My favorite scene from the film Another Earth involves the two main characters in a music hall; the composer plays the musical saw for his friend. The director skillfully weaves in scenes of space flight, and the friend (played by Brit Marling, who also cowrote the script) offers a moving response to the music. (I appreciated and enjoyed the quirky film overall despite its problems.)
After I posted my initial remarks, Natalia Paruz—the “Saw Lady”—mentioned to me via Twitter that she played the music of that scene. I’d already seen her perform the “Star Trek” theme on a YouTube video. And, when I was younger, a friend of mine played musical saw. So I figured I’d ask Paruz for an interview. She agreed, and the exchange follows. My questions are in italics.
How did you come to participate in the film Another Earth?
Director Mike Cahill saw me performing in the NYC subway and that gave him the idea to incorporate a musical saw into the film. He asked me if I would help choose music for the saw to play, and then record it for the soundtrack. He also asked me if I would coach William Mapother, the actor who was to act as if playing a saw, to do that.
Did you record the piece specifically for this film? How long of a process was it?
The piece was composed for the film by composer Scott Munson, who is probably the most prolific composer for the musical saw, inspired by the way Mike (the director) described the movie and the feel of the scene in an e-mail. I recorded what was to be a demo of the piece for Mike to hear—I was basically sight-reading the piece. We were certain we would re-record it properly later (if the piece met with Mike’s approval). It turned out that Mike loved the piece so much that he wanted to keep it exactly as is—so we never re-recorded it—what you hear in the movie is the demo! I later recorded the piece again, for my second album.
What was it like working with an actor to teach him to look like he’s playing the saw? Did he end up actually being able to play it a bit?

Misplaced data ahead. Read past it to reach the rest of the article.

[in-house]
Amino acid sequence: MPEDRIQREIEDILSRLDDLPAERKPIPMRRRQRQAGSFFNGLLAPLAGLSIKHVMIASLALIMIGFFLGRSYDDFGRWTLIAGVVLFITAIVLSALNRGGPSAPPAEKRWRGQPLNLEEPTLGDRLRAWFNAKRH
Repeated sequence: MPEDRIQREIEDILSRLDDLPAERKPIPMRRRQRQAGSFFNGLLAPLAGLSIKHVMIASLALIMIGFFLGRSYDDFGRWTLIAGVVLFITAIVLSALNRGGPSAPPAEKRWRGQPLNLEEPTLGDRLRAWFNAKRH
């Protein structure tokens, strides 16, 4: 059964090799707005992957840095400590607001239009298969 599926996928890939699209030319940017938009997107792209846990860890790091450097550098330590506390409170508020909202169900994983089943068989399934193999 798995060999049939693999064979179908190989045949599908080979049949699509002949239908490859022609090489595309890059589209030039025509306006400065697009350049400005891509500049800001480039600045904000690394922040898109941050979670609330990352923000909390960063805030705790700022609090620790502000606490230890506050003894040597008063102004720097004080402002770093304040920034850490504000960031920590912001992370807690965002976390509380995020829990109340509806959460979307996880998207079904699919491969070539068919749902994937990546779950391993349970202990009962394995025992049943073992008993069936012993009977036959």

Working with William was a lot of fun for me because it was different from what I usually do, which is teach people how to actually play. It was challenging to come up with a system of signs that would map out the moves the music requires, for a person who doesn’t read music.
At the shoot I stood in front of William and mimed directions for him while he was “playing.” In the scene it looks as if William is looking as Brit Marling watching him play, but in actuality she wasn’t even there when we shot William “playing.” He was looking at my miming. Later, we shot Brit sitting in the audience. William wasn’t there for that—the director had me play on stage, so that the sound would inspire emotions on Brit’s face.
There is an instant when all one sees is the saw (a shot from behind)—that shot was done with me actually holding the blade. William did an excellent job pretending to play a saw—he never made a sound (he didn’t learn how to actually play) but he looks very convincing. During the shoot I had to give marks to each take, letting the director know which part of which take looked realistic and which didn’t. Editing that scene is a masterpiece of its own—it couldn’t have been easy to assemble all this separate footage, and Mike did such an amazing job!
Can you actually “tune” a saw, as the actor suggests in the film, or was that just made up for the performance?
In actuality one doesn’t “tune” the saw but rather “warms it up” before playing. That is done by bending the blade repeatedly up and down. If the air is cold (say, because of strong AC in an auditorium)—the saw wouldn’t sound good on the first try, and bending it up and down warms the metal to a temperature where it would vibrate more readily. That is what the “tuning” bit is based on.